Originally founded by Carol Duvall-Taylor and her late husband Perry, the event is “an introduction to an asset of this county,” said Bob Cameron, who frequented the island on and off since the ’60s and is now a happily retired resident. The annual event not only draws attention to Bethel Island; it boosts revenue and recognition for the island’s various restaurants and organizations.
“I would say that the intention of the ’50s Bash today is the same as when it was first started – it supports the businesses on the island,” said Cameron, a chamber board member and regular ’50s Bash volunteer. “It’s a big weekend for them.”
The event, held the weekend of Aug. 11 and 12, typically draws between 7,000 and 10,000 visitors.
“It’s also a family-oriented event,” said Cha Cha Doolittle, chamber office manager and board secretary, who has been involved with the chamber on a volunteer basis since last October. Doolittle expects the Bash to draw visitors all day on both days to the unique, close-knit community she chose to call home three years ago.
“There’s a little something for everybody of all ages, and it’s a nice affair,” she said. “This event is a party for the island by the island.”
For example, at the Rusty Porthole restaurant, which overlooks the Delta, the Rubber Duck Races will commence at 2 p.m. Hundreds of little rubber duckies, sponsored for $5 each, will be dumped into the water, and onlookers can watch who wins by a beak. Costumed canines and their owners are welcome to participate in the Dog Show. And golf carts decked out in tropical attire are sure to draw a chuckle as they parade down Bethel Island’s main street on Sunday.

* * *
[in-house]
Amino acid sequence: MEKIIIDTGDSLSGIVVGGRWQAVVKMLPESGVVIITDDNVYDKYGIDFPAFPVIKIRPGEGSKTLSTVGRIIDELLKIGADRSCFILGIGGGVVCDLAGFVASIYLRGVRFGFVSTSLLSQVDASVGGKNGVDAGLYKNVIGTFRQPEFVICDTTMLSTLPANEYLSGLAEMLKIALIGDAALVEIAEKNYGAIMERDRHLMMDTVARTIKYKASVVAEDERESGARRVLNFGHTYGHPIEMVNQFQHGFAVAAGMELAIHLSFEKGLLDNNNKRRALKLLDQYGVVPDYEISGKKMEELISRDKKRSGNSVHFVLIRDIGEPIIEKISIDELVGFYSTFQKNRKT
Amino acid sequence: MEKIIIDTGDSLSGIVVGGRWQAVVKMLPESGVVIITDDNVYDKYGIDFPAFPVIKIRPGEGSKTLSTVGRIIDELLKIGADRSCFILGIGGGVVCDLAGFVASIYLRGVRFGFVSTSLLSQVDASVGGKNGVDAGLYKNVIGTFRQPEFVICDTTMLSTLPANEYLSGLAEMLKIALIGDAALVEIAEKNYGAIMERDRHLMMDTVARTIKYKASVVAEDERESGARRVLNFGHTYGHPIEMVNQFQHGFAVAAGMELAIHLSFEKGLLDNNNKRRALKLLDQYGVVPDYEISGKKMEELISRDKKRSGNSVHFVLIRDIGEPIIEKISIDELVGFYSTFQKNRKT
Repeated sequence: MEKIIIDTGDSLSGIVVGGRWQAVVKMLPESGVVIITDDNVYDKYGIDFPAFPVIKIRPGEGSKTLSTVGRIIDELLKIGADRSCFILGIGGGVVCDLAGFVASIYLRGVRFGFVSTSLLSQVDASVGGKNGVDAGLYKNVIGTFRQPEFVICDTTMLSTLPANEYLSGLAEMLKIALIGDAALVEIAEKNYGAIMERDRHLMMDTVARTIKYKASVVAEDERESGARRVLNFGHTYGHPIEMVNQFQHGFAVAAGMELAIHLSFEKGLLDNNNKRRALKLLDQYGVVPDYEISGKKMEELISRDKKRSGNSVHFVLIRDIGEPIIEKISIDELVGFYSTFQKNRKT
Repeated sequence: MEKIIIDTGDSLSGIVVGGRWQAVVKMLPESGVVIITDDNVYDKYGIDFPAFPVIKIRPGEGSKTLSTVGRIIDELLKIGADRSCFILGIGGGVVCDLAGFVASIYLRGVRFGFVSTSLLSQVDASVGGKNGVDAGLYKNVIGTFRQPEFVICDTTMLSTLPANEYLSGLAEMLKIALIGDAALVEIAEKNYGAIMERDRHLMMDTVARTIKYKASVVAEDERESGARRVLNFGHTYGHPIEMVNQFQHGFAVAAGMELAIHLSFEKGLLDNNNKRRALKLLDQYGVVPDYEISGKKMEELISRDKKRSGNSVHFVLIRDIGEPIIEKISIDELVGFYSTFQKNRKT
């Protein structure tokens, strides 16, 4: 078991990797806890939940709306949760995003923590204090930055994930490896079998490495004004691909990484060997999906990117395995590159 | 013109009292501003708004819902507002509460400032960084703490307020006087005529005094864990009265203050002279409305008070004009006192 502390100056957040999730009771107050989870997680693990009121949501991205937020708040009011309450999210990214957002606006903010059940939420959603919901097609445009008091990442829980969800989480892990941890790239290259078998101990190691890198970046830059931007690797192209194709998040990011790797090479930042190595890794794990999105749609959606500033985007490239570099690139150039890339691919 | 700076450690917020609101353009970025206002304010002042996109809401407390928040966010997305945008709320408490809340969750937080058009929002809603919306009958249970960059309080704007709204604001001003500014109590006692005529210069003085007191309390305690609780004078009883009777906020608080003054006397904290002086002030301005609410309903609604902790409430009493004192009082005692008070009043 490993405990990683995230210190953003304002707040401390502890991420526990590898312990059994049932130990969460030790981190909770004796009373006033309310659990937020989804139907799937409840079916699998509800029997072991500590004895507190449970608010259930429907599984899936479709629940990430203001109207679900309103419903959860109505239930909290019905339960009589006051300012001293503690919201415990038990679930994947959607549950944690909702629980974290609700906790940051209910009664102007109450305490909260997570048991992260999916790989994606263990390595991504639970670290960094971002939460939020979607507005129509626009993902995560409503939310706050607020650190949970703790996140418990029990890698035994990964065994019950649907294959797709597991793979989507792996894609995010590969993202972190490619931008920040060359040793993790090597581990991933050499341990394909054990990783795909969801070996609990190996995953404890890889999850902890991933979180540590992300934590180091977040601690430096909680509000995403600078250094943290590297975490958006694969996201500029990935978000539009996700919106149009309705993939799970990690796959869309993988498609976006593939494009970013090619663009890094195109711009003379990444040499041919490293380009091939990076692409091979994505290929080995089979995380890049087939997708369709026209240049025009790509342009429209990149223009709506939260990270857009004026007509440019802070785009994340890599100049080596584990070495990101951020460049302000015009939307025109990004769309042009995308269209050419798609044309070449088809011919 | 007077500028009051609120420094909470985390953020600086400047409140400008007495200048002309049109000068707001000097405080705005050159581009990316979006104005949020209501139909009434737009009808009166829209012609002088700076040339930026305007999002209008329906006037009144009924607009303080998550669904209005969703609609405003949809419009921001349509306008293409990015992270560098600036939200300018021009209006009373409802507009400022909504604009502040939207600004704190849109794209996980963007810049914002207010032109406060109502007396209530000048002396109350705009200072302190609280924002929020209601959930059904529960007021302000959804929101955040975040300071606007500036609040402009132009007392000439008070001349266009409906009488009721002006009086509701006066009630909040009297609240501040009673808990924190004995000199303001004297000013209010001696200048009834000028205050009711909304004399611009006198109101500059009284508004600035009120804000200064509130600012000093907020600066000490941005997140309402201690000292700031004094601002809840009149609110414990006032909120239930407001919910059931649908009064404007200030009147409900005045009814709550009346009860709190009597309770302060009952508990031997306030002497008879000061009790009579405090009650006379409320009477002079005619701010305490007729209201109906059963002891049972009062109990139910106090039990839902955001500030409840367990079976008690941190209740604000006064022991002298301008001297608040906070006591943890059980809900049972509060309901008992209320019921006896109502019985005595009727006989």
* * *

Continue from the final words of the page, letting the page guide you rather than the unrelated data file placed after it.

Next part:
The fish derby contest (aka Catfish Races), sponsored by the Lions Club, are another big draw. Over the weekend, 32 catfish, each individually purchased and uniquely named, will compete against one another for the top title. Another upside to this delightfully quirky competition is that since the catfish are domesticated and can’t be put back in the wild, they’re donated to the underprivileged after the races.
Doolittle, who as last year’s top ticket-seller won the title of Queen, will crown a new royal ticket master on Sunday at noon.
A variety of specialty vendors, including food booths, will set up shop on the grassy grounds of the Bethel Island Community Park. And new this year, the park will feature a game and play area – including a bounce house – for the kids.
Classic car enthusiasts and motorcycle buffs won’t want to miss Saturday’s car show and Sunday’s bike show. Rows of custom vehicles will heat up the streets, and trophies will be awarded at 4 p.m. both days. Registration is still open to interested parties; entry forms can be found online at www.bethelisland-chamber.com.
“For the most part, we’re all about recreation here on Bethel Island because we’re a waterfront community, so most people come out here looking for a day off and a good time,” said Ralph Wallace, owner of Boyd Real Estate Inc. and self proclaimed old-timer who has called Bethel Island home for 35 years. “The ’50s Bash is fun, fun, fun and free, free, free.”
To participate, become a volunteer or for more information, call Doolittle at 925-684-3220 or visit www.bethelisland-chamber.com.